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Students are required to write an essay on a topic that explores the organisation and management of Australian sport. Students are able to choose one from topic options as listed below. The essay must demonstrate critical thinking and thus be an evaluation rather than merely a description. It must utilise the recommended sources provided and extra other sources  (books, chapters and peer-reviewed journal articles). In addition, essays should usefully draw upon official reports, websites of sport organisations, ABS data, media articles, etc. A reference list must be included at the end of the paper using Harvard.

In 2019, Football Federation Australia abandoned its National Club Identity Policy. Explain the purpose of that policy and why it is no longer in place. For many NPL clubs, why is this change so important?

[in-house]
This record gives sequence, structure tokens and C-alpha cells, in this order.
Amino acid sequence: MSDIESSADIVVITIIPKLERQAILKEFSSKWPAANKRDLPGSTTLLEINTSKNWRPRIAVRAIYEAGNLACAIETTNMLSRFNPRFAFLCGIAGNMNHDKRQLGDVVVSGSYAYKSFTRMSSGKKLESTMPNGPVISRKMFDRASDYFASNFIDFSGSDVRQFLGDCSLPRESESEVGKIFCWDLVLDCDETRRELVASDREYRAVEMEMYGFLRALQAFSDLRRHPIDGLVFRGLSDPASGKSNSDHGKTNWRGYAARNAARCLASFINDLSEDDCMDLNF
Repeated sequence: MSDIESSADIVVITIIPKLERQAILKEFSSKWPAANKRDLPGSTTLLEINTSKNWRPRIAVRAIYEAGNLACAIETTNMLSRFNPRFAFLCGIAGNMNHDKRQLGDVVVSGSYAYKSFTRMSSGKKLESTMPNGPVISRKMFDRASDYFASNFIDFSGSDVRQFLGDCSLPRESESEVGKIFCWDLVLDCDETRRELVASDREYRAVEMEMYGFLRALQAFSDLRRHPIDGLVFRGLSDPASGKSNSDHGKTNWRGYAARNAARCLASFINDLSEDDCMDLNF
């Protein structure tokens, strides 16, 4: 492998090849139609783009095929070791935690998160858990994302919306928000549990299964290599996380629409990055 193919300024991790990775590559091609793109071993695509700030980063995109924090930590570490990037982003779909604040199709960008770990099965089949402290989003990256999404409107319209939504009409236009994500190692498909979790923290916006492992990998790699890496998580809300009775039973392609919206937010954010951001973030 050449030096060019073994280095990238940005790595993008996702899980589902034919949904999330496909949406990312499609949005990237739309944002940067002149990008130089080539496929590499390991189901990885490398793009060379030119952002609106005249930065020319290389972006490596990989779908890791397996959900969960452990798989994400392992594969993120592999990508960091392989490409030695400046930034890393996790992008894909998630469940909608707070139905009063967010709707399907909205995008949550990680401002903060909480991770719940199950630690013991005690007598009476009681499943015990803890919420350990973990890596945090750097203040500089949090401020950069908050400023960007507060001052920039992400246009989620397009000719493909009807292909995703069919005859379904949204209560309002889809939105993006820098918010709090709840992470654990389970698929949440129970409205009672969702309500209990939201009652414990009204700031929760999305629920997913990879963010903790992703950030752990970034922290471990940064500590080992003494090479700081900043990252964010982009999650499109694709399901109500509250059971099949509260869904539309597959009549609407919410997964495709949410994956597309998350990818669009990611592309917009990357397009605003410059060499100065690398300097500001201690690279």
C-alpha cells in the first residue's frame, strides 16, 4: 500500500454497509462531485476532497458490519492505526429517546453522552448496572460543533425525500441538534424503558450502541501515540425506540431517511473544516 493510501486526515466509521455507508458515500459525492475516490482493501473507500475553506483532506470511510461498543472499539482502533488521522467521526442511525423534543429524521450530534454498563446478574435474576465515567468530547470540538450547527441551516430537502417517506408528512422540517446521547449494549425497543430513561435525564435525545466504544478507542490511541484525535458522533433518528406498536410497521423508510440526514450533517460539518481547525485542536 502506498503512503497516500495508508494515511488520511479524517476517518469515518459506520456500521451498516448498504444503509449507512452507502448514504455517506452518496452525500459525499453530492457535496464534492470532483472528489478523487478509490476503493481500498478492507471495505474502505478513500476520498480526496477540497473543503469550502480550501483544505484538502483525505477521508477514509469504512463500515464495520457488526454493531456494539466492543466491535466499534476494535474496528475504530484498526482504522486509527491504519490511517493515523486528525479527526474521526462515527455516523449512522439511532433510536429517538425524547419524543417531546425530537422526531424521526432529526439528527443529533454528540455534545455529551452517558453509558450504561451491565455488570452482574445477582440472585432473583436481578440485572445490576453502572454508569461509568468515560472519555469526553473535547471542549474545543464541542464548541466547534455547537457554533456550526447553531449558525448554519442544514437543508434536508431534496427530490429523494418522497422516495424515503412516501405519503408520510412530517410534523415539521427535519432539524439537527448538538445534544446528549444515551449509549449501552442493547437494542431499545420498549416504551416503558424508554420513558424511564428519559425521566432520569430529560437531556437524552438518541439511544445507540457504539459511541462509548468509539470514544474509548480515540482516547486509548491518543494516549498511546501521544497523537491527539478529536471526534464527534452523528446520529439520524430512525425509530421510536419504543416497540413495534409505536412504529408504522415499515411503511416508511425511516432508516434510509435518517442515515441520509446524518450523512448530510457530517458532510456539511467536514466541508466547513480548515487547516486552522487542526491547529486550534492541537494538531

The Purpose of National Club Identity Policy

In the sports industry, sports teams and clubs function under rules and policies stipulated by oversight and regulatory bodies. Oversight and regulatory bodies are normally formulated and managed by government bodies. The main function of these bodies is to harmonize and standardize the practices and operation of individual teams and clubs in a certain league. In Australia, football teams and clubs in the various leagues function under the regulation, monitoring, and management of the Football Federation Australia (FFA). The FFA functions by providing rules, regulations, and policies that would streamline the operations of Australia’s teams and clubs. The FFA functions by formulating and implementing policies that are to be adhered to by all teams in the Australian Football Leagues. Moreover, the FFA has the mandate to eliminate and abandon policies that the Association thinks are no longer appropriate in the Australian National Premier League (NPL).

This essay analyses the actions of the FFA to abandon the controversial National Club Identity Policy (NCIP), five years after its implementation in 2014. The essay primarily delves into the investigation of what was the purpose of the policy during its formulation in 2014. Employing relevant literature materials, the essay answers the question concerning what could have been the possible reasons why the policy is no longer effective in the Australian Football Leagues. Besides, the paper analyses the possible benefits derived by NPL clubs due to the abandoning of the NCIP.